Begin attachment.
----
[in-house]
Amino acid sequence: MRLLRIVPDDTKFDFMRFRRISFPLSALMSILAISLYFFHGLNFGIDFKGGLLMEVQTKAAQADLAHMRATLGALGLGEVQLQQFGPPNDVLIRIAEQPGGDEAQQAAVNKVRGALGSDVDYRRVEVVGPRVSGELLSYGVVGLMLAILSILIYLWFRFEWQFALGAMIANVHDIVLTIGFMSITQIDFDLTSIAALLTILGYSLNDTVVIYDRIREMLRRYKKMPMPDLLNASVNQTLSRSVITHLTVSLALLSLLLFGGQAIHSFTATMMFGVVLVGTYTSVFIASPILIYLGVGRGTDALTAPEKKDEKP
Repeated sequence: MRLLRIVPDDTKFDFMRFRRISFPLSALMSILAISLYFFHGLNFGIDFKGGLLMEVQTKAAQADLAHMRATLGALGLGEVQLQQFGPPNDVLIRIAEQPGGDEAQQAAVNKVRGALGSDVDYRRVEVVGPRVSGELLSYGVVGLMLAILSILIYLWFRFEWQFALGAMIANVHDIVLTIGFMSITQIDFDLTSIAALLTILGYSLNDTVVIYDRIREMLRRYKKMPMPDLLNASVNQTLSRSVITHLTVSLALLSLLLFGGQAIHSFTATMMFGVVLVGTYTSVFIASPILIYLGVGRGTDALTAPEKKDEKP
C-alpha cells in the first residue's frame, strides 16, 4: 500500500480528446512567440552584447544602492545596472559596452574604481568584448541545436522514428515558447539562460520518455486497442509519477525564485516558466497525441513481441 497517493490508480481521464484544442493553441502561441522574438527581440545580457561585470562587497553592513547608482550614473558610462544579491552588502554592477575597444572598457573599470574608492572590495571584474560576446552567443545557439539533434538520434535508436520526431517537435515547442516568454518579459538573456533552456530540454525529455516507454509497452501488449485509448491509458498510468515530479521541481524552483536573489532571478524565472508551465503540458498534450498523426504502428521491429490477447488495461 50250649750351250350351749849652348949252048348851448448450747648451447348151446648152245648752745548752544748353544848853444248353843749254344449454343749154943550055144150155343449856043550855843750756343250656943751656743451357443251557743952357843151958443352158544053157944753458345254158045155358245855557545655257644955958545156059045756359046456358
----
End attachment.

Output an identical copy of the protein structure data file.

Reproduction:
[in-house]
Amino acid sequence: MRLLRIVPDDTKFDFMRFRRISFPLSALMSILAISLYFFHGLNFGIDFKGGLLMEVQTKAAQADLAHMRATLGALGLGEVQLQQFGPPNDVLIRIAEQPGGDEAQQAAVNKVRGALGSDVDYRRVEVVGPRVSGELLSYGVVGLMLAILSILIYLWFRFEWQFALGAMIANVHDIVLTIGFMSITQIDFDLTSIAALLTILGYSLNDTVVIYDRIREMLRRYKKMPMPDLLNASVNQTLSRSVITHLTVSLALLSLLLFGGQAIHSFTATMMFGVVLVGTYTSVFIASPILIYLGVGRGTDALTAPEKKDEKP
Repeated sequence: MRLLRIVPDDTKFDFMRFRRISFPLSALMSILAISLYFFHGLNFGIDFKGGLLMEVQTKAAQADLAHMRATLGALGLGEVQLQQFGPPNDVLIRIAEQPGGDEAQQAAVNKVRGALGSDVDYRRVEVVGPRVSGELLSYGVVGLMLAILSILIYLWFRFEWQFALGAMIANVHDIVLTIGFMSITQIDFDLTSIAALLTILGYSLNDTVVIYDRIREMLRRYKKMPMPDLLNASVNQTLSRSVITHLTVSLALLSLLLFGGQAIHSFTATMMFGVVLVGTYTSVFIASPILIYLGVGRGTDALTAPEKKDEKP
C-alpha cells in the first residue's frame, strides 16, 4: 500500500480528446512567440552584447544602492545596472559596452574604481568584448541545436522514428515558447539562460520518455486497442509519477525564485516558466497525441513481441 497517493490508480481521464484544442493553441502561441522574438527581440545580457561585470562587497553592513547608482550614473558610462544579491552588502554592477575597444572598457573599470574608492572590495571584474560576446552567443545557439539533434538520434535508436520526431517537435515547442516568454518579459538573456533552456530540454525529455516507454509497452501488449485509448491509458498510468515530479521541481524552483536573489532571478524565472508551465503540458498534450498523426504502428521491429490477447488495461 50250649750351250350351749849652348949252048348851448448450747648451447348151446648152245648752745548752544748353544848853444248353843749254344449454343749154943550055144150155343449856043550855843750756343250656943751656743451357443251557743952357843151958443352158544053157944753458345254158045155358245855557545655257644955958545156059045756359046456358